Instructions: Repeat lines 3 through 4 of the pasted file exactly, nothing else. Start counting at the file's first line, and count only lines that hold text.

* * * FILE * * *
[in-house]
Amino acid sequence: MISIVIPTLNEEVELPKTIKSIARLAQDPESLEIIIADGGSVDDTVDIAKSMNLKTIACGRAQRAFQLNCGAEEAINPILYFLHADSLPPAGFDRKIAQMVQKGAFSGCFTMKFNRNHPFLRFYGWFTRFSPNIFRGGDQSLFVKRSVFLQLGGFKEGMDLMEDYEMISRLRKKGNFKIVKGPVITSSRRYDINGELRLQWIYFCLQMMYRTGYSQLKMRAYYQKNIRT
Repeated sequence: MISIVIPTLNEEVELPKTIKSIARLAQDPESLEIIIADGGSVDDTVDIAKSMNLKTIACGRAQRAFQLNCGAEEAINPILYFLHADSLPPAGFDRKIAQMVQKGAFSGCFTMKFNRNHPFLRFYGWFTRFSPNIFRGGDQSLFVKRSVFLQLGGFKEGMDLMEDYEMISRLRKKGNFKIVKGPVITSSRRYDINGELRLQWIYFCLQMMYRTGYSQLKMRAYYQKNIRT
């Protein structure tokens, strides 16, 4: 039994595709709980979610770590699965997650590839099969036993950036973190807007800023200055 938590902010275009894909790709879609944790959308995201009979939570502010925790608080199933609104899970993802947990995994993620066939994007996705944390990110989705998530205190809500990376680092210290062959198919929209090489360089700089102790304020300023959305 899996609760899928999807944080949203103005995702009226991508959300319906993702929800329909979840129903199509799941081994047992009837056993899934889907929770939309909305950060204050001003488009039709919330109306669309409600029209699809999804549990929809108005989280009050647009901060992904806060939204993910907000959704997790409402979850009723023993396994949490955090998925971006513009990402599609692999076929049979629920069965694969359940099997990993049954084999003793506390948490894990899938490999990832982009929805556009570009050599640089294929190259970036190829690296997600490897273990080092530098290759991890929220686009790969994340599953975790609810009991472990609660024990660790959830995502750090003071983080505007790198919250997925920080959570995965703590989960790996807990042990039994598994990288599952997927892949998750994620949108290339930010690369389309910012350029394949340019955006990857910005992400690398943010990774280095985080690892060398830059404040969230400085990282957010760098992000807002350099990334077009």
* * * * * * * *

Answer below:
Repeated sequence: MISIVIPTLNEEVELPKTIKSIARLAQDPESLEIIIADGGSVDDTVDIAKSMNLKTIACGRAQRAFQLNCGAEEAINPILYFLHADSLPPAGFDRKIAQMVQKGAFSGCFTMKFNRNHPFLRFYGWFTRFSPNIFRGGDQSLFVKRSVFLQLGGFKEGMDLMEDYEMISRLRKKGNFKIVKGPVITSSRRYDINGELRLQWIYFCLQMMYRTGYSQLKMRAYYQKNIRT
């Protein structure tokens, strides 16, 4: 039994595709709980979610770590699965997650590839099969036993950036973190807007800023200055 938590902010275009894909790709879609944790959308995201009979939570502010925790608080199933609104899970993802947990995994993620066939994007996705944390990110989705998530205190809500990376680092210290062959198919929209090489360089700089102790304020300023959305 899996609760899928999807944080949203103005995702009226991508959300319906993702929800329909979840129903199509799941081994047992009837056993899934889907929770939309909305950060204050001003488009039709919330109306669309409600029209699809999804549990929809108005989280009050647009901060992904806060939204993910907000959704997790409402979850009723023993396994949490955090998925971006513009990402599609692999076929049979629920069965694969359940099997990993049954084999003793506390948490894990899938490999990832982009929805556009570009050599640089294929190259970036190829690296997600490897273990080092530098290759991890929220686009790969994340599953975790609810009991472990609660024990660790959830995502750090003071983080505007790198919250997925920080959570995965703590989960790996807990042990039994598994990288599952997927892949998750994620949108290339930010690369389309910012350029394949340019955006990857910005992400690398943010990774280095985080690892060398830059404040969230400085990282957010760098992000807002350099990334077009």